Do electrolytes really work?

Dechamp Electrolyte Beverage Powder
Sports Drink Supplement for MMA/Muay Thai

Electrolyte supplements are everywhere. Do we really need them when we train?

Nutrition Facts: Dechamp Electrolyte Beverage Powder

Nutrition Facts

Serving Size: 20g

Servings per container: 1

Amount Per Serving

Calories 68

% Daily Value*
Total Fat 0g
Saturated Fat 0g
Sodium 2.2mg
Total Carbohydrate 19g
Dietary Fiber 0g
Total Sugars 19g
Protein 0g
Glucose 2.0
Sodium 2.2
Citrate NA
Potassium NA

*The % Daily Value tells you how much a nutrient in a food contributes to a daily diet, based on FDA recommendations. 2,000 calories a day is used for general nutrition advice.

Protein RDA is based on an 80kg athlete consuming 1.6g of protein per kg of body mass.

Dechamp Electrolyte Beverage Powder

Dechamp Electrolyte Beverage Powder

We have all seen the brightly colored orange, yellow and blue drinks in water bottles throughout the world of fitness. They are ubiquitous in gyms and athletic training facilities everywhere.

No doubt you have seen tennis players at a hot Aussie or US Open on every break eat a few slices of fruit, take a bite of a banana and a few sips of some colorful liquid. They do it without fail after every second game and between sets. They are following strict protocols to replenish the electrolytes being lost as they play. This allows them to continue for those long grueling matches that at times last for 5-6 hours.

But do we really need to supplement electrolyte powders when we are doing physical exercise? If so, when? And how often? How much? And which of the many on the market are the best?

Here we will take a look at these questions and more and then review one of Thailand’s most popular and recognizable electrolyte powders- the Dechamp Electrolyte Beverage Powder.

What is an electrolyte?

Technically speaking, an electrolyte is a scientific term relating to a chemistry lab and is way more confusing to the non-scientifically minded than I care to go into. For the purposes of fitness and nutrition, an electrolyte is a mineral dissolved into a liquid creating ions which are either positively or negatively charged. The different ions primarily help ensure the correct amount of fluids both inside and outside of our body’s cells. But they also serve other functions such as regulating the heartbeat (important), stimulating the contraction of other muscles and maintain the body’s proper PH levels so that we become neither too alkaline nor too acidic.

Where do we get electrolytes?

We normally get our electrolytes from food. Again, these are the dissolved minerals that release ions (charged particles). The ones that are most important to us are the electrolytes from sodium, potassium, magnesium, calcium and phosphate. We know that some of the minerals have important functions in the body (i.e., calcium is vital for bone growth), but the charged ions from these dissolved minerals have different functions.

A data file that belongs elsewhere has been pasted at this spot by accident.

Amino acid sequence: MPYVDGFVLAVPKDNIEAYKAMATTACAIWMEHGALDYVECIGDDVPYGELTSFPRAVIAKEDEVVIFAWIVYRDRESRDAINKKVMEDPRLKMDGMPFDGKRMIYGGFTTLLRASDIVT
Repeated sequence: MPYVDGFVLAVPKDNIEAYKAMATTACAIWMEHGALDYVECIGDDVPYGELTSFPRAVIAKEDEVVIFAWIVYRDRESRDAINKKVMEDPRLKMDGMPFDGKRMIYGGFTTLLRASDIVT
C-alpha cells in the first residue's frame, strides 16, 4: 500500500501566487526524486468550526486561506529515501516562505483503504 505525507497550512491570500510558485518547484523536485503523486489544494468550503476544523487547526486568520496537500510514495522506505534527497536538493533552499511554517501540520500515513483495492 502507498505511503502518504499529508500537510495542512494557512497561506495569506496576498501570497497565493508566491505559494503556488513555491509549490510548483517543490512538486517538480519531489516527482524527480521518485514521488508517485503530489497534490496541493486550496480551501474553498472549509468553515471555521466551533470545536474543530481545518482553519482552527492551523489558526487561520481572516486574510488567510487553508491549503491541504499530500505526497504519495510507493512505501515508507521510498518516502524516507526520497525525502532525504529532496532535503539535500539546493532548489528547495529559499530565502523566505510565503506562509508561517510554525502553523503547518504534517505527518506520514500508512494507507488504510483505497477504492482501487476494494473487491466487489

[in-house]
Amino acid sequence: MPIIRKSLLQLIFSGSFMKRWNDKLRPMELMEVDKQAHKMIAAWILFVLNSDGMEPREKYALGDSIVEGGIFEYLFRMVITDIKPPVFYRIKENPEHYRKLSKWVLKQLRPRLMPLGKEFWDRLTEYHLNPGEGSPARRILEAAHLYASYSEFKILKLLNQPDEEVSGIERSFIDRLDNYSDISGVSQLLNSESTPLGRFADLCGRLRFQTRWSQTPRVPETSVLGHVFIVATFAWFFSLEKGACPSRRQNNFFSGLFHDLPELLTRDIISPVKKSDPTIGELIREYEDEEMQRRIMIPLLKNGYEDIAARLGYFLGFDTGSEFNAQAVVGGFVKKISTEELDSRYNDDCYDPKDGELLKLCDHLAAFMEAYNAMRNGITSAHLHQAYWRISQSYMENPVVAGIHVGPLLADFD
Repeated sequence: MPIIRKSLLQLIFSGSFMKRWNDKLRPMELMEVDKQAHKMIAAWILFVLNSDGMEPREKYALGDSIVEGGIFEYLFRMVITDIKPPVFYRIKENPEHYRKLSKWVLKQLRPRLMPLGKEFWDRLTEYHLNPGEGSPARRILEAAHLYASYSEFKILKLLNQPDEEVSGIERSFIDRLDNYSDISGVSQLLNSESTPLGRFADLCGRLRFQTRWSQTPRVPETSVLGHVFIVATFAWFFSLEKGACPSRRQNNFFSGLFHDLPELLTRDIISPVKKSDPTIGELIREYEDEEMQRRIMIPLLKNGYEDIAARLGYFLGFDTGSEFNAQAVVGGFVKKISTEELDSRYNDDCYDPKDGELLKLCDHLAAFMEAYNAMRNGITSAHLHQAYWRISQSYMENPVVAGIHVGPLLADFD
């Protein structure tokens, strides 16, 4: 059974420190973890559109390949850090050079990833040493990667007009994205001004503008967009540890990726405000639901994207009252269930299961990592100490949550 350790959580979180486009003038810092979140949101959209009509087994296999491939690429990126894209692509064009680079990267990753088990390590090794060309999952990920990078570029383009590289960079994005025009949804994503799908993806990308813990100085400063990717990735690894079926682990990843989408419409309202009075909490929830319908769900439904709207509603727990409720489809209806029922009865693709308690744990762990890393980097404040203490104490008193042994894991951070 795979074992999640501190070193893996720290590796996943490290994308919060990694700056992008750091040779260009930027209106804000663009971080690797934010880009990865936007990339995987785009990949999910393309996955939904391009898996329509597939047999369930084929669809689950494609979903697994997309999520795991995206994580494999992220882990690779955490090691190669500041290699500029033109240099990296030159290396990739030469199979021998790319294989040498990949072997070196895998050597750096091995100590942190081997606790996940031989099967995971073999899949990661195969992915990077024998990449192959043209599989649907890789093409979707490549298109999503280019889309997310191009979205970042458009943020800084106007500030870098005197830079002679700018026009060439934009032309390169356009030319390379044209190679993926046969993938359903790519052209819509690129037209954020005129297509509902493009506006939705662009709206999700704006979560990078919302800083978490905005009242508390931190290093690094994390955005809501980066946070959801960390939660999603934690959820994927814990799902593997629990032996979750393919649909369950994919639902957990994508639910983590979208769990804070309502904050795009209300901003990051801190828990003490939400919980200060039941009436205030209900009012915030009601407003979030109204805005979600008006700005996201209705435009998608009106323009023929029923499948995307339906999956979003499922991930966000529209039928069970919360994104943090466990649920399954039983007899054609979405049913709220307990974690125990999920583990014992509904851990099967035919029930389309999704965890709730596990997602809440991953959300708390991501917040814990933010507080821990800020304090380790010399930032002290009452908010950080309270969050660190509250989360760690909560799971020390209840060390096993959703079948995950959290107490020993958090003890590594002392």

The normal eating and metabolic processes suffice in providing enough electrolytes to get us through our days. However, when we physically over-exert ourselves creating sweat, we lose electrolytes through the sweat glands. And, depending on how long, intense and perspiration-inducing our workout is, we may need to replenish some of these supplements.

Who would have guessed that there is science behind the use of these little sugary packets?

How much do you lose through sweat?

Again, it depends on your activity. As I write this, I just read of an F1 race at a hot track in Paris where Lewis Hamilton is said to have lost up to 3kg (3 liters) in sweat because his automatic drinks bottle malfunctioned! And that race lasted just an hour and a half. So, you can imagine that a basketballer, football player or professional fighter will produce even more sweat over the course of a workout.

Should I always use an electrolyte supplement?

If you are doing a light to medium workout, say in the gym or doing a quick HIIT or Tabata workout, it probably is not necessary to supplement your electrolytes. It won’t hurt you to mix a sachet of electrolyte powder into your water bottle to improve the test, but be aware that many of these powders tend to be fairly high in sugar.

It’s for the heavy workouts, when you sweat a lot, that you may want to consider using an electrolyte supplement. Doing a Muay Thai workout in 35+C heat in Thailand certainly fits the bill for when an electrolyte supplement could be beneficial.

How can I know when my electrolytes need a boost?

Although they are incredibly important in our natural body processes- in fact, without them, we would die- the fact that you are upright and breathing right now would indicate that you do have at least the bare minimum of electrolytes in your body. As our bodies start to lose electrolytes as a result of heavy perspiration through exercise, we can have a multitude of symptoms depending on which electrolyte levels are low and how low they are.